I just saw a set on Ebay without shiny paint, marking them as World War II ornaments, with green tops and hot pink berries.

I have over 100 Shiny Brites in my collection, and I’ve helped my mom out with hers over the years as well. Here’s what I’ve learned in my years of buying these beauties:

  • Tops can be moved from one ornament brand to another. Does the top fit well on the ornament? Does the top’s patina match what seems to be the patina on the ornament?
  • Familiarize yourself with the shapes, sizes, colors and decals Shiny Brite used. Sometimes you can tell just from a decal that an ornament isn’t a Shiny Brite. I have a cute ornament that’s a matte silver color with a green decal of stockings. Not a Shiny Brite, but cute.
  • Christopher Radko  bought the Shiny Brite name and designs and started remaking the old ornaments, sometimes down to reproducing the boxes the ornaments came in. These are super-shiny — very glittery — and have no patina. They are pretty, but don’t buy new thinking it’s vintage.
  • Cost comes down to several things, one being how much you love something and are willing to pay for it. When I first started buying, I could get ornaments for $1, even huge ones with gorgeous decals. I think I paid about $3 for that Christmas Eve with the scene on it. Now I see that kind of ornament going for $10. My collection is pretty full, so I won’t pay that much. If I see a set of unusual shapes in an original box, I’ll pay as much as $40 for a set. You tend to get better deals on sets. Estate sales have better prices than antique stores, but if you see a dingy, moldy Shiny Brite and it’s priced at more than a buck, walk away. Do not try washing these ornaments as the paint will just come off. And mold will keep spreading.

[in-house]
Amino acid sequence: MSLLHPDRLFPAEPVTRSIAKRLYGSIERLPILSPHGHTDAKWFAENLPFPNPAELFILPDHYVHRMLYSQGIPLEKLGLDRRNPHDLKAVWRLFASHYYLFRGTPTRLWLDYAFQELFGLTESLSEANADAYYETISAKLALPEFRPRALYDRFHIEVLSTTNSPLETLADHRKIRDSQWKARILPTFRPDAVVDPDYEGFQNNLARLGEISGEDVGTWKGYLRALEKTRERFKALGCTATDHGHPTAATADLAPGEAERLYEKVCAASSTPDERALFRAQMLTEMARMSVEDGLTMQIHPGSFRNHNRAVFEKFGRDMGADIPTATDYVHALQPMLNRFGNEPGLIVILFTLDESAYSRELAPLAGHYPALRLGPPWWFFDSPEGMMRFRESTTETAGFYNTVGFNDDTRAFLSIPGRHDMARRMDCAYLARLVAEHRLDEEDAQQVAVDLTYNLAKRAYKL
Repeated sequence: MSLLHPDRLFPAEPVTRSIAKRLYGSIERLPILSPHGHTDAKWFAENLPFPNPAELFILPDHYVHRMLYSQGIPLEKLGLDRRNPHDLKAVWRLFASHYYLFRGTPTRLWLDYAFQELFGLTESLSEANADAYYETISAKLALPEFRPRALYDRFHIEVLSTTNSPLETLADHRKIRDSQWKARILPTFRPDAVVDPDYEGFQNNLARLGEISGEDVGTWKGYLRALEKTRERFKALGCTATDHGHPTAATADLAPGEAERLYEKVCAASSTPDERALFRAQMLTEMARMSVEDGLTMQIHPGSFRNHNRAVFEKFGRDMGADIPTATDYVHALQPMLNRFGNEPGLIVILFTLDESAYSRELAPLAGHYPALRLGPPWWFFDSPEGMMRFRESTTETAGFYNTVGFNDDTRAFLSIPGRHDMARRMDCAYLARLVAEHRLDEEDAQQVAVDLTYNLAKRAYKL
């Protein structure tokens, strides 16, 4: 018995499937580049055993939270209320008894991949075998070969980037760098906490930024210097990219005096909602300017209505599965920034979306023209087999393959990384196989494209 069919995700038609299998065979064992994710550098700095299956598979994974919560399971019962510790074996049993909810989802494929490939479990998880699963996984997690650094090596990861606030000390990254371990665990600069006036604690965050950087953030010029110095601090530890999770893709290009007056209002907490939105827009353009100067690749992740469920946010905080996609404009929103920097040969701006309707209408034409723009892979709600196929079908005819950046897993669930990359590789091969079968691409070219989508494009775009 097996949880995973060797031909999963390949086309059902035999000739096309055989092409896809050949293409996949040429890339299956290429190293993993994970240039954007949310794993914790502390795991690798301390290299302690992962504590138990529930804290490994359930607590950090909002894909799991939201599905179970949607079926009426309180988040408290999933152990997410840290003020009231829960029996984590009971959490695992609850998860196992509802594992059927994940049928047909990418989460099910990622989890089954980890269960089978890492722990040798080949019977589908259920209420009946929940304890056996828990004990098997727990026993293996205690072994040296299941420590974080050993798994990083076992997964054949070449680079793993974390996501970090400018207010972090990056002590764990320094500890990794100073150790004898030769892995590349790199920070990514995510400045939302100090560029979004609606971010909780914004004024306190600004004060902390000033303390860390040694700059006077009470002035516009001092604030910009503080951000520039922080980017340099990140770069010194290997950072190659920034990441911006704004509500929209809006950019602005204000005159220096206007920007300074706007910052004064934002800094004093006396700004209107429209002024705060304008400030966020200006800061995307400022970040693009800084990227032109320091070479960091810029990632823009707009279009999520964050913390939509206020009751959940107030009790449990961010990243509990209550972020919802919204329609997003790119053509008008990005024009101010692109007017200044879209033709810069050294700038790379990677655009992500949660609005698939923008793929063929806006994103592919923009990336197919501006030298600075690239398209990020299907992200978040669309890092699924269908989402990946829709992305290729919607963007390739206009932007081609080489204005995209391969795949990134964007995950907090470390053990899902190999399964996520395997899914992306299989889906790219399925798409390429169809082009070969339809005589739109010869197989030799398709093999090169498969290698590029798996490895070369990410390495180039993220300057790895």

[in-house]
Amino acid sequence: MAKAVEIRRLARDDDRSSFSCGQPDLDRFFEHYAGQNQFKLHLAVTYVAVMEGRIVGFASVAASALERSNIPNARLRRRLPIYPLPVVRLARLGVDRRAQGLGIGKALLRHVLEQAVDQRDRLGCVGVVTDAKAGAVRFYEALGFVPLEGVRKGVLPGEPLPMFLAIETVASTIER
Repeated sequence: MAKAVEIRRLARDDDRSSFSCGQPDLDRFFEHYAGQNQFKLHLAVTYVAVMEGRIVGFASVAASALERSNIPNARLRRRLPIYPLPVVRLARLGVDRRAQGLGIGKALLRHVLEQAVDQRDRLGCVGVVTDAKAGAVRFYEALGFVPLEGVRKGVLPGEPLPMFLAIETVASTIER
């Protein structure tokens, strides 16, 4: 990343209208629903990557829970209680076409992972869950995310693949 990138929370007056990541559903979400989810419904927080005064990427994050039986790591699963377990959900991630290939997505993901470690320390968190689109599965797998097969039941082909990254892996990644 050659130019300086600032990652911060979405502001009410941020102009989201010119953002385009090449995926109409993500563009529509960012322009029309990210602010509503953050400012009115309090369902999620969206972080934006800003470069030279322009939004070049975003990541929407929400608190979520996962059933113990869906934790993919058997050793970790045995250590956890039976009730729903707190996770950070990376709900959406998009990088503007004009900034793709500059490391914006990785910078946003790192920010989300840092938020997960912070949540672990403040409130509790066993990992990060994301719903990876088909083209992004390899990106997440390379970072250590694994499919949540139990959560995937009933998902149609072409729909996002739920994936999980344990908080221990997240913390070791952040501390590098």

• Also, look for after Christmas sales at antique places. They want to clear out stock as much as any other stores do. Ask for a discount if one isn’t given. Start at 50% and negotiate down to %30 if you must.

Shiny Brite spread into more than just glass ornaments. They made table-top decorations, plastic figurines, artificial trees, lights, just about anything for making your house pretty at the holidays. I have some of those other pieces in my collection too, but I’ll save those for next year.

Happy Christmas decorating and collecting!

——

Kristin LaTour’s life is like a small Victorian boarding house of familiar guests. Some may only visit occasionally; some never leave, and all are welcome. Find out more at her website.

Advertisements

Want to join the discussion? Luna Luna encourages well-reasoned, thoughtful, useful, civil, constructive, respectful and intellectual dialogue. That said, we're not into name-calling or bullying or character attacks. Violating comments will be deleted. Please read the post thoroughly and try not to make assumptions about the writer's perspective. Let's start talking!

Fill in your details below or click an icon to log in:

WordPress.com Logo

You are commenting using your WordPress.com account. Log Out / Change )

Twitter picture

You are commenting using your Twitter account. Log Out / Change )

Facebook photo

You are commenting using your Facebook account. Log Out / Change )

Google+ photo

You are commenting using your Google+ account. Log Out / Change )

Connecting to %s